Our privacy is not the tech companies’ commodities
For those of us who have championed the human right of privacy, in Canada and abroad, it was a reassuring moment to hear of former Ontario Privacy Commissioner Ann Cavoukian’s decision to leave the Sidewalk Labs project – at least until they could provide for her more confidence that they were building meaningful privacy protection into their design. It must not have been an easy decision.
In the meantime, an opinion piece in Canada’s Globe and Mail , Sidewalk Lab attorney David Fraser, offers a somewhat disconcerting comment,
” The reality is that questions around privacy did not begin with Sidewalk Labs. Most Canadian cities are full of sensors and we have no idea what is there, what they do and what data they collect. Each municipality that puts those sensors into place is convinced that they comply with the law, but they are not transparent and there is little accountability”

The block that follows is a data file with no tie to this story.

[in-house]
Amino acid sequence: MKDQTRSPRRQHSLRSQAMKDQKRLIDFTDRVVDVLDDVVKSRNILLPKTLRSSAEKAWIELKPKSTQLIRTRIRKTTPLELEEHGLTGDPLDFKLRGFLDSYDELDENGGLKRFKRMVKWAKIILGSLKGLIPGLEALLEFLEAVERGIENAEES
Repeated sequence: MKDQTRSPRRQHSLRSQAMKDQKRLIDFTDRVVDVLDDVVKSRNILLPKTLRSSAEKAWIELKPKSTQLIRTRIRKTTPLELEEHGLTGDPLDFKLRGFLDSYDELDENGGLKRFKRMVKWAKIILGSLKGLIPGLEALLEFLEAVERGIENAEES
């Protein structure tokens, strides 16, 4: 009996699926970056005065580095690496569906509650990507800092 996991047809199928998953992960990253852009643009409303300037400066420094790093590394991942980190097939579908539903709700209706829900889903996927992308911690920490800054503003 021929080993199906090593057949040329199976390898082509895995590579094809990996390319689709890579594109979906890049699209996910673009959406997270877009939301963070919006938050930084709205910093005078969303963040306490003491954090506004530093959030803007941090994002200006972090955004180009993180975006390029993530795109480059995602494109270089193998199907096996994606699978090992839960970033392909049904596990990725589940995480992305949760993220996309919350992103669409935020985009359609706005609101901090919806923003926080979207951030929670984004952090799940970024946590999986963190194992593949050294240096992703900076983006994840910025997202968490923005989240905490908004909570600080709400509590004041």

For my part, I will welcome more enthusiastic signs that Silicon Valley is genuinely prepared to address the scrutiny they deserve. (See UK Select Committee and Facebook) https://www.bbc.com/news/uk-politics-46042885
While we are busy protecting our democracies from some of these technology companies, https://www.technologyreview.com/magazine/2018/09/ as citizens we also need to protect our human rights and now ask questions of our own communities.
Future generations are depending on us to get it right.
(BTW, congratulations to the Google employees, the world over, for protesting against the culture of sexual harassment in their workplace.)
Our data, ourselves:
FOREIGN AFFAIRS https://foreignpolicy.com/2018/07/16/our-data-ourselves-democracy-technology-algorithms/
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